Why are they doing this? They’re chasing someone. Why? Well, to even up the score on someone that double-crossed them. Or at least that’s why they think they’re doing it. There are more powers at play than the unlikely heroes realize.
Curious? Excited? Anxious to read more? I sure hope so, because I’m loving the book as it comes out of me. If you’re not on the fence, let me share this little bit I just wrote:
Adan nodded and headed off the bridge. He hurried down the lift and down the hall to his interior cabin. His luck held out and no one else spotted him and wanted to talk to him. After the fight and the repairs, then having to match wits against Tosc and Janna, he’d run out of steam. He opened his door and turned on the light in his cabin, only to see a bumpy form under his blankets.
The voice that drifted out from under the blankets surprised him. It wasn’t Amber, it was Twyf! “Hope you don’t mind, my cabin hasn’t been repaired yet.”
Adan turned the light back off and smiled. Maybe he wasn’t so tired after all.
Yeah, there’s more action than just lasers an space battles and even trysts with buxom alien women. There’s probably going to be some love triangles and girl fights too!
I’m willing to admit that I’m a little scared right now. Ever since Kindle Unlimited came out, my sales have been slipping more and more into the land where good books go to be forgotten. I’m terrible at promotion, I admit it, but my mantra has always been “write more books.” I’m good at that, and I’m closing in on having 70 titles out there now because of it. But with sales falling lower than they were in early 2012, it’s seems like that’s not enough.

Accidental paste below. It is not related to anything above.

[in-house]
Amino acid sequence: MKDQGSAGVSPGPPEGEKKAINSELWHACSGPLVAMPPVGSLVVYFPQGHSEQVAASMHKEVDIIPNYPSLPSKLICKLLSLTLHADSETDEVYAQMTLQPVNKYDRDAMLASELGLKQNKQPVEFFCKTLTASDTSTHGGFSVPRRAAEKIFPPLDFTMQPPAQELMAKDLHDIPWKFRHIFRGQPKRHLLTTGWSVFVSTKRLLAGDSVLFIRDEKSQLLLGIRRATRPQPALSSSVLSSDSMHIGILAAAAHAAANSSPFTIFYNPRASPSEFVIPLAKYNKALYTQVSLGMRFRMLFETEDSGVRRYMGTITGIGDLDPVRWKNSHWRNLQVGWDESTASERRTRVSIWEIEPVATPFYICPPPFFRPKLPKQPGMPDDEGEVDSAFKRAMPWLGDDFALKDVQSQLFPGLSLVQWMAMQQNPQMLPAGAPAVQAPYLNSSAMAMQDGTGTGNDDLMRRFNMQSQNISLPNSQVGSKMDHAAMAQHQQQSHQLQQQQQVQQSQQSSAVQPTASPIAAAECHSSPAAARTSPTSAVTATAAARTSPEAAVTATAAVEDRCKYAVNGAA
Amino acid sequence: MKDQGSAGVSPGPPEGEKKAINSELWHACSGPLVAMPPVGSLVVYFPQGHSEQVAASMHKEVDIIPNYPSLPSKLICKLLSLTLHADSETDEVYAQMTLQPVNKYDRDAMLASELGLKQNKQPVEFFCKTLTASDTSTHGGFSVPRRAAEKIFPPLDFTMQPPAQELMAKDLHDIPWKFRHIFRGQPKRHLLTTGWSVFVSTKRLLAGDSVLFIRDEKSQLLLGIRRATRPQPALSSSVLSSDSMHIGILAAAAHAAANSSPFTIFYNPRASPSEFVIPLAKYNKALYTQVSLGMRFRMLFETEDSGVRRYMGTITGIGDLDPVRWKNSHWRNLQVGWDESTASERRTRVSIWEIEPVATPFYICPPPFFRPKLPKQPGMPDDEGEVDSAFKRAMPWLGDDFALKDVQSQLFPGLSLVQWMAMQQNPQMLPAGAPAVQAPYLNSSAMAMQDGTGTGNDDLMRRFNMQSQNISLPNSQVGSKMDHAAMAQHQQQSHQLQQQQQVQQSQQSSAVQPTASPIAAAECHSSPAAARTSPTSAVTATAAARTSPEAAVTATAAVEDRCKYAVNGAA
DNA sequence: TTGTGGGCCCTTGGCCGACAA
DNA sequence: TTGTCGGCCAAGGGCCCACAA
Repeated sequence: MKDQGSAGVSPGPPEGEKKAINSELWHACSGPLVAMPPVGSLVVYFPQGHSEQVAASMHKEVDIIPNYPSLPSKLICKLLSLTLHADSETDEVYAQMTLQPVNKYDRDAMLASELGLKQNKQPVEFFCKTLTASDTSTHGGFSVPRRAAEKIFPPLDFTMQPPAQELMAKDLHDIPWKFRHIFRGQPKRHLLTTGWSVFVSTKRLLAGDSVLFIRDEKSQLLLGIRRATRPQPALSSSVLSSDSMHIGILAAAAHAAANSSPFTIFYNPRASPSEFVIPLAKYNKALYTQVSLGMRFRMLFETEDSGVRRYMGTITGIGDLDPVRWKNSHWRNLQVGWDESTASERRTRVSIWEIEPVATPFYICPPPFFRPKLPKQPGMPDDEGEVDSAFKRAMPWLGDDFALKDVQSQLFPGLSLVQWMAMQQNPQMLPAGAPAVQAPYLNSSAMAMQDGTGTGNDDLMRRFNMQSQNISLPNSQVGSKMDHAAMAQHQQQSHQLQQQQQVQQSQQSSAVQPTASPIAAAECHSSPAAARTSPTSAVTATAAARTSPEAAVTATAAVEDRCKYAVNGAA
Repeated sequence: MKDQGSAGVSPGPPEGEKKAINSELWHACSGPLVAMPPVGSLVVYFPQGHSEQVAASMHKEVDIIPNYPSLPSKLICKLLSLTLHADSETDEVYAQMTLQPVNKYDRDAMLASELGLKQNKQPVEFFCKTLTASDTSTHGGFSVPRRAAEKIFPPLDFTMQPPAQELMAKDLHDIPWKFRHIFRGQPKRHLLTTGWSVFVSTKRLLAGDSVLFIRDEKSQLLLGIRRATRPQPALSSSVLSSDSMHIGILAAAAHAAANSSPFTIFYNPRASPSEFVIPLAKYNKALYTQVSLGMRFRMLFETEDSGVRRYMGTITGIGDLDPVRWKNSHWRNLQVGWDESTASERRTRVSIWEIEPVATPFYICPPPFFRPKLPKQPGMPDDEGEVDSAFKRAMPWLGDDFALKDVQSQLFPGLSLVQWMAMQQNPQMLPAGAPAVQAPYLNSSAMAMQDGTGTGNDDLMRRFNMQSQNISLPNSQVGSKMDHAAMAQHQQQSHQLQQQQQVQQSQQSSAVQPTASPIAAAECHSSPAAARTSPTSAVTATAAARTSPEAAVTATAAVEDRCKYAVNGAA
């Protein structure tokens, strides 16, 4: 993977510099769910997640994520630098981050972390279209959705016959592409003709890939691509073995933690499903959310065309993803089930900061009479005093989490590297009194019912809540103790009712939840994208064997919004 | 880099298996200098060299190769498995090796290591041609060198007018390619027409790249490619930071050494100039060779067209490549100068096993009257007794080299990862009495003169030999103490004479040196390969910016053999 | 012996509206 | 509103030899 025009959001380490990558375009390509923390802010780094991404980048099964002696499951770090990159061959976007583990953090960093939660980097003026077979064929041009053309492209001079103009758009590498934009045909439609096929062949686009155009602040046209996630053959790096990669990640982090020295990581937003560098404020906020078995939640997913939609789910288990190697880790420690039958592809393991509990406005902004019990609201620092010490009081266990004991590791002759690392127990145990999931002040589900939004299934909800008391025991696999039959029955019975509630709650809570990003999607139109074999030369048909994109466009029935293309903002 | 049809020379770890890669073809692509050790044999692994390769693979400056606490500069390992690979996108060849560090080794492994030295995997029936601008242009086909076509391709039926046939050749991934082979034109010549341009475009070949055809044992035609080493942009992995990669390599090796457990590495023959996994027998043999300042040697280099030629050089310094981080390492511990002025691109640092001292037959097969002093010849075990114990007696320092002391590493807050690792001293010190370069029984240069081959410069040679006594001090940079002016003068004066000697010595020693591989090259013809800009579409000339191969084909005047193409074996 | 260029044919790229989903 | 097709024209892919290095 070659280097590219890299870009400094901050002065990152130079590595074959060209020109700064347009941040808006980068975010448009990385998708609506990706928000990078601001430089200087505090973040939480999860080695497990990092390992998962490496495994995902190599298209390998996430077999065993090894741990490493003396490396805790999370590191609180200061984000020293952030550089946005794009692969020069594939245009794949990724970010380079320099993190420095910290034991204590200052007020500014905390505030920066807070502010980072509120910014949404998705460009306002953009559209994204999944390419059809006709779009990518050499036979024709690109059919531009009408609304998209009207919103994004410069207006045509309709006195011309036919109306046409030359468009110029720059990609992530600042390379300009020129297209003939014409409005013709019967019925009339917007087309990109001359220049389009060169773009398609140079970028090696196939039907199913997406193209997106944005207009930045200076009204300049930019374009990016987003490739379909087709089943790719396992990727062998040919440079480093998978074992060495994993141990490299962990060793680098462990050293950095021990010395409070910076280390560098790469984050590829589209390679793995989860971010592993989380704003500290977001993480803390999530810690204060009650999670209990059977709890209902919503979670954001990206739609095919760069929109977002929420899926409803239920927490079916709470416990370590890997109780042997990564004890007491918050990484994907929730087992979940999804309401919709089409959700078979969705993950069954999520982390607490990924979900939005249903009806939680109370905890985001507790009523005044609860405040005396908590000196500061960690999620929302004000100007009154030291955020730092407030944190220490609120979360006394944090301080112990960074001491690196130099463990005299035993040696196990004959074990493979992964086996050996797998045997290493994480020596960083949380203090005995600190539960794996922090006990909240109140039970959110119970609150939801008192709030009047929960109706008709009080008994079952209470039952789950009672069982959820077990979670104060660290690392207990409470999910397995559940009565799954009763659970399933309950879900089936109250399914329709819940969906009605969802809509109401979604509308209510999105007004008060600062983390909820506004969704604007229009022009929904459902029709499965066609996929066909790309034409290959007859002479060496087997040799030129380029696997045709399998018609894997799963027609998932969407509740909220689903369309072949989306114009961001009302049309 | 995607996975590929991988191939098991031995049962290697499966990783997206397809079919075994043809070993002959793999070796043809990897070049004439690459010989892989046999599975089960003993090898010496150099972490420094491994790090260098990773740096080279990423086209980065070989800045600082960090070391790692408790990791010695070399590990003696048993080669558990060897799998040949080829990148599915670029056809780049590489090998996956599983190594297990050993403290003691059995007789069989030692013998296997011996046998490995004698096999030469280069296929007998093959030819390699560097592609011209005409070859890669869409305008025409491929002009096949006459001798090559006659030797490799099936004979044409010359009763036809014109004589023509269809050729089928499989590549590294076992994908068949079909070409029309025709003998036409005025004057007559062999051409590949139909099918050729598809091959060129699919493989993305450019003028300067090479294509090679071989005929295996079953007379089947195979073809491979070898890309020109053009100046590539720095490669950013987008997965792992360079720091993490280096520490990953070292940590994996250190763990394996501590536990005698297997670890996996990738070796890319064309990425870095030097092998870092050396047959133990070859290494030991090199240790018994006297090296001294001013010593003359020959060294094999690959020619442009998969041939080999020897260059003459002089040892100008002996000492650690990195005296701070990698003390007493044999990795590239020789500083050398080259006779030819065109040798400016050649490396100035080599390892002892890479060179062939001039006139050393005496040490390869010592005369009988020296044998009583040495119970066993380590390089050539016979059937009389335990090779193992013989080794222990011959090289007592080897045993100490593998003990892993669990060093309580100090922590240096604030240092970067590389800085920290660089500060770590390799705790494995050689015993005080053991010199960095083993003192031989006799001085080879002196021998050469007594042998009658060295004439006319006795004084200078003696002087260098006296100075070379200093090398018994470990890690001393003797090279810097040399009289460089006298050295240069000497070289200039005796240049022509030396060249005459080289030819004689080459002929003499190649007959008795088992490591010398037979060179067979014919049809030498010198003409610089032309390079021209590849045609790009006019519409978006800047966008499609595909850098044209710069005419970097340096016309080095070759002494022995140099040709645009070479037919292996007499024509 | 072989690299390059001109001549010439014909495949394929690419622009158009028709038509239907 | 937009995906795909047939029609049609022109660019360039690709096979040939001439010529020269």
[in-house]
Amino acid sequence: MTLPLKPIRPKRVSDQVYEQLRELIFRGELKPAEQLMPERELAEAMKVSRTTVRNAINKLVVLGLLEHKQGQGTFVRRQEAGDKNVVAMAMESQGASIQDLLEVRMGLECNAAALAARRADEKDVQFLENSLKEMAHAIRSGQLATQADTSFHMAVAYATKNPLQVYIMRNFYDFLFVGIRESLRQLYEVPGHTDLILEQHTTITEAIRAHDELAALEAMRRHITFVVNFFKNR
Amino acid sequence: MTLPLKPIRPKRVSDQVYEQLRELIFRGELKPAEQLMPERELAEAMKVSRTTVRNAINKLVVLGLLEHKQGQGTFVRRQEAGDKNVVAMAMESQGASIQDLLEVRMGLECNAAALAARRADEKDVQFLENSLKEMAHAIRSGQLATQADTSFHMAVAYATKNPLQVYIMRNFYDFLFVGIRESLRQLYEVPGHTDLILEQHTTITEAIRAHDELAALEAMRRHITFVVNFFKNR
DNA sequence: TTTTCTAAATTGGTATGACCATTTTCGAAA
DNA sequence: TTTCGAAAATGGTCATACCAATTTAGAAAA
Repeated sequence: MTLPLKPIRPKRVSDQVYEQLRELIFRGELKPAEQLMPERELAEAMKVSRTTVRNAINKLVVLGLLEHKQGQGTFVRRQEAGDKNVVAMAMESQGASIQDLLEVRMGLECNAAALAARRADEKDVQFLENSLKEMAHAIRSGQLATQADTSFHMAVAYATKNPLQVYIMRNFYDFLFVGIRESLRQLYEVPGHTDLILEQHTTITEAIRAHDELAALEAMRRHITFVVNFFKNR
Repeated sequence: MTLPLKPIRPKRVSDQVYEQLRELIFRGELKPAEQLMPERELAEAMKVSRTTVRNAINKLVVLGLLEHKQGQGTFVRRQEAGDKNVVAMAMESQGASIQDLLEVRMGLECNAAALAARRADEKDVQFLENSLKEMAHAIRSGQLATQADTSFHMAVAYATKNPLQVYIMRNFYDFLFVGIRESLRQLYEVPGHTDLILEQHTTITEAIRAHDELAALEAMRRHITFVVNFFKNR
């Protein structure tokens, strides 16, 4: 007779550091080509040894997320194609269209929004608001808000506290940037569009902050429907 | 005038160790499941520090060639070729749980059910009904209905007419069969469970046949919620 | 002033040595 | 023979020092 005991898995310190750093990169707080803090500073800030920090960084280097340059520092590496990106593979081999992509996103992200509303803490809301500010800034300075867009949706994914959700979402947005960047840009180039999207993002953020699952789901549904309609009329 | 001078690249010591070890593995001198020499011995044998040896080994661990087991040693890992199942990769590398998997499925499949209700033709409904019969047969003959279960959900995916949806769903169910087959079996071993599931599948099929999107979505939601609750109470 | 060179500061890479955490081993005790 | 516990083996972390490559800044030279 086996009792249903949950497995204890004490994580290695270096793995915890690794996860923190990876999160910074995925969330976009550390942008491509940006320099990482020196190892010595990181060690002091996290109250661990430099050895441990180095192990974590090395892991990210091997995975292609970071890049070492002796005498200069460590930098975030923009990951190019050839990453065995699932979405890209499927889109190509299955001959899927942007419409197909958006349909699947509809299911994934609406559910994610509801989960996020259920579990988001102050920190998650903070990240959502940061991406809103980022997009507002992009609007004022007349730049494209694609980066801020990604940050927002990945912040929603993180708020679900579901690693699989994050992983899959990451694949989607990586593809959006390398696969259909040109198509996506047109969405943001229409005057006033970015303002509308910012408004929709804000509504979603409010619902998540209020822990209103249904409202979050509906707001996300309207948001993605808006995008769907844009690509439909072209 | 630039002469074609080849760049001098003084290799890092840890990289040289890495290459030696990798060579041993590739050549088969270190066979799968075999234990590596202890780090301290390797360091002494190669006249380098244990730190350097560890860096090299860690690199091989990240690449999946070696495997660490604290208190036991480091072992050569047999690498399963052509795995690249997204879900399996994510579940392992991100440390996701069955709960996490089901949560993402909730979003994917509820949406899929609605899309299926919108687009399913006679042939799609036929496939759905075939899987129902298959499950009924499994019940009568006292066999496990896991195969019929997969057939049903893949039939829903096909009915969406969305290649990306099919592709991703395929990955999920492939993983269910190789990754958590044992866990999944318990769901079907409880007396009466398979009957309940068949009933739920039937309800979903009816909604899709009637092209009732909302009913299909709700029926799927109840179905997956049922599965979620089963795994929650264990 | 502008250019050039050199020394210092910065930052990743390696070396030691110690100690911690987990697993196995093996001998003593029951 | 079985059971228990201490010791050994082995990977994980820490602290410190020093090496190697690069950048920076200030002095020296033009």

The bundle my wife’s story was included in hit the NY Times and USA Bestseller lists (A Cold Winter’s Bite, found in A Kiss of Christmas Magic), but that happened thank to the hard work of a lot of people, as well as a sizeable marketing fun. I don’t have the same resources, so I have to fall back on writing once again.
That’s where the good news comes in. I was planning on writing book 2 in my Serpent’s War series next, but I’ve been smitten with another idea. That and Servant of the Serpent sold approximately 10 copies in the couple of months its been out now, so not many people are clamoring for book 2 yet. If you happen to be one of them, don’t worry – I will write it. Just not yet.
First I want to share my new idea and share my excitement with it. It’s science fiction, to start with, and it takes place roughly a hundred and fifty years in the future. We’ve made contact, you see, and that brought down a whole bunch of visitors.
War? Famine? Slavery? Bloodshed? Not exactly. Maybe not at all – I haven’t even considered the first contact story yet. I’m focused ahead of that a bit, after humanity has joined the space race utilizing alien technology. Humans are the minority, but we’re doing our best to catch up fast.
This particular story will pit a mixed crew on a mission to explore an undiscovered system in search of a mysterious coordinate. They aren’t exactly sure what they’ll find there, and the creature they are escorting isn’t willing to share.
What happens next? Well, that would be giving it away! Arthur C. Clark once set forth the thought that technology so advanced as to defy our understanding would be viewed as magic. To that end, I will say that with the inclusion of alien races and cultures, there is also going to be a fantasy element to the story. Or perhaps it’s merely a new dimension science has yet to uncover? Reality as we know it is going to take a serious twist.
Here there be monsters. In Space.